What I’ve been reading lately, part 18

[See also previous and subsequent posts in this series.]

Evil under the Sun — Agatha Christie

Like And Then There Were None, this is set on a smallish island off the south coast of Britian — in fact, apparently, it’s a slightly differently fictionalised version of the same island.

The real Burgh Island Hotel, with the rest of the island behind it. From the hotel's own website.

The real Burgh Island Hotel, with the rest of the island behind it. From the hotel’s own website.

This time, though, it’s a bit more civilised, the island is connected to the mainland by a causeway at low tide, and Poirot is there to sort out what’s going on before too many victims succumb. Lots of very neatly laid false trails, well-planted clues, and a resolution that I didn’t at all see coming but which made sense once it was explained. One of the better Christies, though not in the very top rank.

N or M? — Agatha Christie

The third of the five Tommy and Tuppence books, and the second T&T novel (since their second book was a collection of short stories). I am oddly partial to these characters, perhaps in part because they age in real time, unlike Christie’s other recurring characters. In The Secret Adversary (1922) they are a couple in their early 20s, but by the time of N or M (1941), they are in their forties, and considered too old to play a role in the Second World War. Their children, young adults themselves, view them with affectionate tolerance, and remain oblivious throughout of the crucial role that their parents are playing in rooting out a fifth columnist. (Later in the series, they will be positively elderly.)

The title this time is misleading: it suggests that our heroes have a binary choice to make, but in fact they are trying to pick out which of the dozen or so denizens of their hotel and its environs is an undercover Nazi agent. As usual with Christie, the clues are all there if you’re paying attention; and there is one clue so blindingly stand-out obvious that you have to admire the craftsmanship with which she directs you away from the obvious conclusion. Most enjoyable.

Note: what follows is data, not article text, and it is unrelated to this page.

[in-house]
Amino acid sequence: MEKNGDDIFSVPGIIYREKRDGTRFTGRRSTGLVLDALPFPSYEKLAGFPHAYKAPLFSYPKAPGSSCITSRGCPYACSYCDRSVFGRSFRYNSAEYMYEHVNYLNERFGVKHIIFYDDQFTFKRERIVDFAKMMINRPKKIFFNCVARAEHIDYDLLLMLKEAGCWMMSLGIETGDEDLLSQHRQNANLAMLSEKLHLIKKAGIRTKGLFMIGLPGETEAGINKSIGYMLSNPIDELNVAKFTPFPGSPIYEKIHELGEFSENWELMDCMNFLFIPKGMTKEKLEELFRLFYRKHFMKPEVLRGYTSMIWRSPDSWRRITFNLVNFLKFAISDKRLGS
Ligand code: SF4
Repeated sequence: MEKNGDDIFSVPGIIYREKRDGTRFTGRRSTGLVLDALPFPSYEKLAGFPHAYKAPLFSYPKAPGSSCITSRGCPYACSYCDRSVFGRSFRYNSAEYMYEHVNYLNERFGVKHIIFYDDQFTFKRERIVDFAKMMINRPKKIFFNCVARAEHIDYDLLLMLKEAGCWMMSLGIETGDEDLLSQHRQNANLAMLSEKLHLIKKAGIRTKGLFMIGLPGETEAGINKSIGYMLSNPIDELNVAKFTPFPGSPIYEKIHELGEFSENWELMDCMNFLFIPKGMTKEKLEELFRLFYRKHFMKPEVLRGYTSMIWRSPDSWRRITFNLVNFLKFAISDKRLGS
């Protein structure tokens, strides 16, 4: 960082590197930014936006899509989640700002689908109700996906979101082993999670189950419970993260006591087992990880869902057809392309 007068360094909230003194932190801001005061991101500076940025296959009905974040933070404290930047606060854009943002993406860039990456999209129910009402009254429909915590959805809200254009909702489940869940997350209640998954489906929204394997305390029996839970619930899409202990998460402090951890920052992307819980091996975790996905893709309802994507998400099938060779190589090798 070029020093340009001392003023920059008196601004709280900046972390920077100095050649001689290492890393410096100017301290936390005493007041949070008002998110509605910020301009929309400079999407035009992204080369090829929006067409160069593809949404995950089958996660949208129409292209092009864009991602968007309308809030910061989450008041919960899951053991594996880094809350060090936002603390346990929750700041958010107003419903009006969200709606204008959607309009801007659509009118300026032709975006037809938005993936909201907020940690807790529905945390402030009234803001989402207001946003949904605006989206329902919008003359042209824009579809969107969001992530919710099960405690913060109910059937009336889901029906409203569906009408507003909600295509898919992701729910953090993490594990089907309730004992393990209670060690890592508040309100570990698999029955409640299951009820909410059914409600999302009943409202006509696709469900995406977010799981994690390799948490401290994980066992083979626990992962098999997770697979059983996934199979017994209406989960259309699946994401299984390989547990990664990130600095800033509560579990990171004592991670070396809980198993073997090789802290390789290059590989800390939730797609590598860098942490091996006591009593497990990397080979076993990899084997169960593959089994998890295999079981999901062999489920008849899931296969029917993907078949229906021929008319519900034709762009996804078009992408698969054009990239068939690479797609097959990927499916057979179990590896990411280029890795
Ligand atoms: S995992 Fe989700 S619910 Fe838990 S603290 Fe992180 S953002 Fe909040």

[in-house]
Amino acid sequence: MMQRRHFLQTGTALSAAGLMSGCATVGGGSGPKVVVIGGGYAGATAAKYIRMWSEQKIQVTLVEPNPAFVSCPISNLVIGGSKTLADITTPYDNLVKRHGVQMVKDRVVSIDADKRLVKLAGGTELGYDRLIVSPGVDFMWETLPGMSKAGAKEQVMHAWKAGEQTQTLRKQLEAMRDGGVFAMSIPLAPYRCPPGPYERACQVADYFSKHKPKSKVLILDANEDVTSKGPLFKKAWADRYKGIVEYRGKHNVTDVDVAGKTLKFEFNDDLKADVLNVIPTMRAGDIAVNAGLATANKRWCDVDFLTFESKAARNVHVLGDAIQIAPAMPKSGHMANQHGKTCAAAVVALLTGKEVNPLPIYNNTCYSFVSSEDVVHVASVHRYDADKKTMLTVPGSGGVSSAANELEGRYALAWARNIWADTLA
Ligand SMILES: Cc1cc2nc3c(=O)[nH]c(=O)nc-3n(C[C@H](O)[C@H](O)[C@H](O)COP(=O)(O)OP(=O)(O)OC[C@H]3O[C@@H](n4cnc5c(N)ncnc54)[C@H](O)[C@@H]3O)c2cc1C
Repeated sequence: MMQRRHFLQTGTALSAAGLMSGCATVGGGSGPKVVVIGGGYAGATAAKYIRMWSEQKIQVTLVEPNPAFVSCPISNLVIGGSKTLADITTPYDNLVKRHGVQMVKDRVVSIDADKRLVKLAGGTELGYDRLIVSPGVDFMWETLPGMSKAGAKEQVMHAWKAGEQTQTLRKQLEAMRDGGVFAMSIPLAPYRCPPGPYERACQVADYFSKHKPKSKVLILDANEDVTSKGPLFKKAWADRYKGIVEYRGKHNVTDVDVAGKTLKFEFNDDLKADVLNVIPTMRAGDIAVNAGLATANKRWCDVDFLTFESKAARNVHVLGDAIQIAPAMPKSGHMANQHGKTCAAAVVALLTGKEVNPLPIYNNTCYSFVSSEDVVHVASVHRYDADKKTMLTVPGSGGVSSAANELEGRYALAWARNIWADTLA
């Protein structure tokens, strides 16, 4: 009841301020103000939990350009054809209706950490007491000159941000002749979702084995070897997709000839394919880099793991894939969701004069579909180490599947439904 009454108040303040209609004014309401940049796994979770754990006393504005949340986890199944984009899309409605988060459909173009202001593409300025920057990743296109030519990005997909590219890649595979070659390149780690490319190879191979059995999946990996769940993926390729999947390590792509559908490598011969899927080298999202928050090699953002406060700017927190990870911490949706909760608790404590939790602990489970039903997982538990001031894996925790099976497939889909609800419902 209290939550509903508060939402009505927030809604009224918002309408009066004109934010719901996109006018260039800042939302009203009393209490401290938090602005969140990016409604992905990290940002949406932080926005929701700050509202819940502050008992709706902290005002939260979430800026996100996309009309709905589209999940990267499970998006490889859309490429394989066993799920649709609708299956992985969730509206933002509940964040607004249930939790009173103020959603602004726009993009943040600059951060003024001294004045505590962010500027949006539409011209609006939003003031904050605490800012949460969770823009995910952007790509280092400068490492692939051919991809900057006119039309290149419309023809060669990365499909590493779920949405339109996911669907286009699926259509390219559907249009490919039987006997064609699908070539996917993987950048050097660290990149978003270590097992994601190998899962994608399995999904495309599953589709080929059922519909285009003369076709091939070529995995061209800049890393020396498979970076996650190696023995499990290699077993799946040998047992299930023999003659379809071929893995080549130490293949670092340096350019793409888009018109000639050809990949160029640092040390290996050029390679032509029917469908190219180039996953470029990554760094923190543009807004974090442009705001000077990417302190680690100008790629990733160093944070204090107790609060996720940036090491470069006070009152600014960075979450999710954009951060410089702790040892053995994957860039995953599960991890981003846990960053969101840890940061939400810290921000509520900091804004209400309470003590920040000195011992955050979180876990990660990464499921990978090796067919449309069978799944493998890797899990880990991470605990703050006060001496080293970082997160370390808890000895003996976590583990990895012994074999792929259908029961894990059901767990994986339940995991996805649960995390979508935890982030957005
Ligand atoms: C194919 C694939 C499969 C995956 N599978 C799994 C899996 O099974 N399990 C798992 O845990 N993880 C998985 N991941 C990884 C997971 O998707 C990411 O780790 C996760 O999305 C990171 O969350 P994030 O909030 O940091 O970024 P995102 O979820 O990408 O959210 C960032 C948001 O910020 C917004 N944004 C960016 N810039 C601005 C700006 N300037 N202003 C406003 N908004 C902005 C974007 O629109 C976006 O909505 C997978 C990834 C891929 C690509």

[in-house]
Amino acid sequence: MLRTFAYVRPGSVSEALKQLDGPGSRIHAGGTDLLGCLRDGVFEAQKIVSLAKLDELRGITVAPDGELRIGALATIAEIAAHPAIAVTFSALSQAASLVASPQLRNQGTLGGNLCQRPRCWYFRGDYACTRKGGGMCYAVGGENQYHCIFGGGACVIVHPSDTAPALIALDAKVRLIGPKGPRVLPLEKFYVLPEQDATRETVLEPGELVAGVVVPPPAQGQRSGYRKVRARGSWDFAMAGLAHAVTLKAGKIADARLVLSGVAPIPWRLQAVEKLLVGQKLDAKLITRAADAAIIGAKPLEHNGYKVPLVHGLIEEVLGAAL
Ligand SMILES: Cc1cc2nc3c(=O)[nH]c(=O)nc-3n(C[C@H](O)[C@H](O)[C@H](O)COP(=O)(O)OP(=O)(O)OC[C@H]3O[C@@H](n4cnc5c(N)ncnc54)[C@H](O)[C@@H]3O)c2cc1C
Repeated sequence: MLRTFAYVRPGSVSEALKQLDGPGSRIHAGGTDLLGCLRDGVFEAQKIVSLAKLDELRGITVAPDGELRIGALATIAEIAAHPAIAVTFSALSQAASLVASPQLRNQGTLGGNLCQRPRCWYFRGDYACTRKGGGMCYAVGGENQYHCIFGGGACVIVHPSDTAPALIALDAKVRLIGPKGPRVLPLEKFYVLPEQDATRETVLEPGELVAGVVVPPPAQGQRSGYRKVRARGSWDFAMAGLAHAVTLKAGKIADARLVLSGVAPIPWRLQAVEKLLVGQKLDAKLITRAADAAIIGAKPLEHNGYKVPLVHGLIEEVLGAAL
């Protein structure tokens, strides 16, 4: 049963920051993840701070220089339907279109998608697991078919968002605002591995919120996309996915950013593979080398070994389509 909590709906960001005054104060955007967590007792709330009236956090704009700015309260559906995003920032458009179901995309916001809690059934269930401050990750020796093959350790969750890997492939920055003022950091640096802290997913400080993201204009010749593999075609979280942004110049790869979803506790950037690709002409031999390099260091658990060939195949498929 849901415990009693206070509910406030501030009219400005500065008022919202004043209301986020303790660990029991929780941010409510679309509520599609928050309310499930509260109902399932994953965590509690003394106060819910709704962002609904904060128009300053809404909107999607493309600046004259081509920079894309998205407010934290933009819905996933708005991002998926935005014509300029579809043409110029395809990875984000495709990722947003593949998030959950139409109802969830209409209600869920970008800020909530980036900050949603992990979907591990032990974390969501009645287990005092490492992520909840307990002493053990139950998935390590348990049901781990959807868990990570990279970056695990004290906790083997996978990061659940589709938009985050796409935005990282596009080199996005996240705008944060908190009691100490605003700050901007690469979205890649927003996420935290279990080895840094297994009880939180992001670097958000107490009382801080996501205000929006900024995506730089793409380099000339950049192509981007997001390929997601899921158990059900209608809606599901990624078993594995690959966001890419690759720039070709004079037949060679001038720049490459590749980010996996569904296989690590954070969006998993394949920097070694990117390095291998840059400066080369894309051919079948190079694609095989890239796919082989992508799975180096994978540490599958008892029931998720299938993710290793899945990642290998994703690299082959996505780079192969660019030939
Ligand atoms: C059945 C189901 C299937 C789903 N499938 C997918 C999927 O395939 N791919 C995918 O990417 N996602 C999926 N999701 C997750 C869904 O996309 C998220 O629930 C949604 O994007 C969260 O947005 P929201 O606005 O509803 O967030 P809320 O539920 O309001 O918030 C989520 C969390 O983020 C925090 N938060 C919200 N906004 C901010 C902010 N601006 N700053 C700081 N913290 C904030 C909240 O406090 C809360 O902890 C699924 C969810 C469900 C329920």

Unoffendable — Brant Hansen (FOR THE SECOND TIME)

I already wrote about this book back in part 4, but I re-read it just because it’s such a life-giving read. It reminds me why I love being a Christian — not because I was raised as one (I wasn’t) or from fear of punishment, or from obligation, but because God is good. I know that word is weak sauce, but I hardly know what else to use in its place. It’s very different from saying that God is great. I almost want to use the word “lovable” except that it has patronising implications.

Hansen is a very idiomatic and scathingly honest writer who gets right to the heart of issues in a way that can be simultaneously heart-breaking and very funny. He paints a Christianity a million miles away from the cult that has adopted that name across many of the southern states — a Christianity which I think Jesus would recognise immediately. It’s based first of all on God’s goodness and on what a privilege it is that he forgives us — all of us, no exceptions. And from there, it goes on to argue (or maybe I should say persuade) that there’s no justification in our holding on to anger or grudges towards other people. A timely lesson for me in the wake of the Trump election.

I’ve bought three copies of Unoffendable now: two to give away, and one to keep. I really can’t recommend it highly enough, especially to people who look at Christianity and wonder how on earth anyone could want that. Here are the links if you want to buy it on Amazon: [amazon.com, amazon.co.uk]

Harry Potter and the Cursed Child —  Jack Thorne and J. K. Rowling

We bought this back in summer, but for some reason I didn’t get around to it — probably put off by the theatre-script format. I’m very glad I finally did: once I got started, I devoured Cursed Child in two sittings, staying up late on consecutive nights to finish it.